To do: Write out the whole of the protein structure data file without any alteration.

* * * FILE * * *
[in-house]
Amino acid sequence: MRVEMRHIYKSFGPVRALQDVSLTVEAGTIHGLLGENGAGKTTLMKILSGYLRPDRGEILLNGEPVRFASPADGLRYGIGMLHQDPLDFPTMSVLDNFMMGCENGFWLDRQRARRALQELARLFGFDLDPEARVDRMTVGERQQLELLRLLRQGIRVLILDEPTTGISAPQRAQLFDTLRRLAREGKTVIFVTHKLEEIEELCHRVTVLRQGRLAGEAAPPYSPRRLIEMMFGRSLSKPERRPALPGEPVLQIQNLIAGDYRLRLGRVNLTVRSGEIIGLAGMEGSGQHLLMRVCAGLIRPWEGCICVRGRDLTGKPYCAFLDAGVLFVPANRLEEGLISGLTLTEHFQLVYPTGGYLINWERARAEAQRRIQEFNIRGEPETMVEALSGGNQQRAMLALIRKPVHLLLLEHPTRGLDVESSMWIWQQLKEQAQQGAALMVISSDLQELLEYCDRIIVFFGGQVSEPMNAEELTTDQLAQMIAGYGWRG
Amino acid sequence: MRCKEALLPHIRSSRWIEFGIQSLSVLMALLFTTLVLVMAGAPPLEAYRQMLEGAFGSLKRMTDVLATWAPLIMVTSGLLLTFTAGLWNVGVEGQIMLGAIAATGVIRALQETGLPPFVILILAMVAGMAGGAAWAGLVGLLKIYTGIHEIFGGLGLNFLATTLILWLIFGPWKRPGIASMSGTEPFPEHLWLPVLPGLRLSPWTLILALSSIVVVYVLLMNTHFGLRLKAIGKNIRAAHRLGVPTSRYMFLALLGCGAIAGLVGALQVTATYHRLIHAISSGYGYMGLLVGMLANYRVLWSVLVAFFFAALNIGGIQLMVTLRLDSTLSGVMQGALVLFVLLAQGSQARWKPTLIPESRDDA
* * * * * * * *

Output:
[in-house]
Amino acid sequence: MRVEMRHIYKSFGPVRALQDVSLTVEAGTIHGLLGENGAGKTTLMKILSGYLRPDRGEILLNGEPVRFASPADGLRYGIGMLHQDPLDFPTMSVLDNFMMGCENGFWLDRQRARRALQELARLFGFDLDPEARVDRMTVGERQQLELLRLLRQGIRVLILDEPTTGISAPQRAQLFDTLRRLAREGKTVIFVTHKLEEIEELCHRVTVLRQGRLAGEAAPPYSPRRLIEMMFGRSLSKPERRPALPGEPVLQIQNLIAGDYRLRLGRVNLTVRSGEIIGLAGMEGSGQHLLMRVCAGLIRPWEGCICVRGRDLTGKPYCAFLDAGVLFVPANRLEEGLISGLTLTEHFQLVYPTGGYLINWERARAEAQRRIQEFNIRGEPETMVEALSGGNQQRAMLALIRKPVHLLLLEHPTRGLDVESSMWIWQQLKEQAQQGAALMVISSDLQELLEYCDRIIVFFGGQVSEPMNAEELTTDQLAQMIAGYGWRG
Amino acid sequence: MRCKEALLPHIRSSRWIEFGIQSLSVLMALLFTTLVLVMAGAPPLEAYRQMLEGAFGSLKRMTDVLATWAPLIMVTSGLLLTFTAGLWNVGVEGQIMLGAIAATGVIRALQETGLPPFVILILAMVAGMAGGAAWAGLVGLLKIYTGIHEIFGGLGLNFLATTLILWLIFGPWKRPGIASMSGTEPFPEHLWLPVLPGLRLSPWTLILALSSIVVVYVLLMNTHFGLRLKAIGKNIRAAHRLGVPTSRYMFLALLGCGAIAGLVGALQVTATYHRLIHAISSGYGYMGLLVGMLANYRVLWSVLVAFFFAALNIGGIQLMVTLRLDSTLSGVMQGALVLFVLLAQGSQARWKPTLIPESRDDA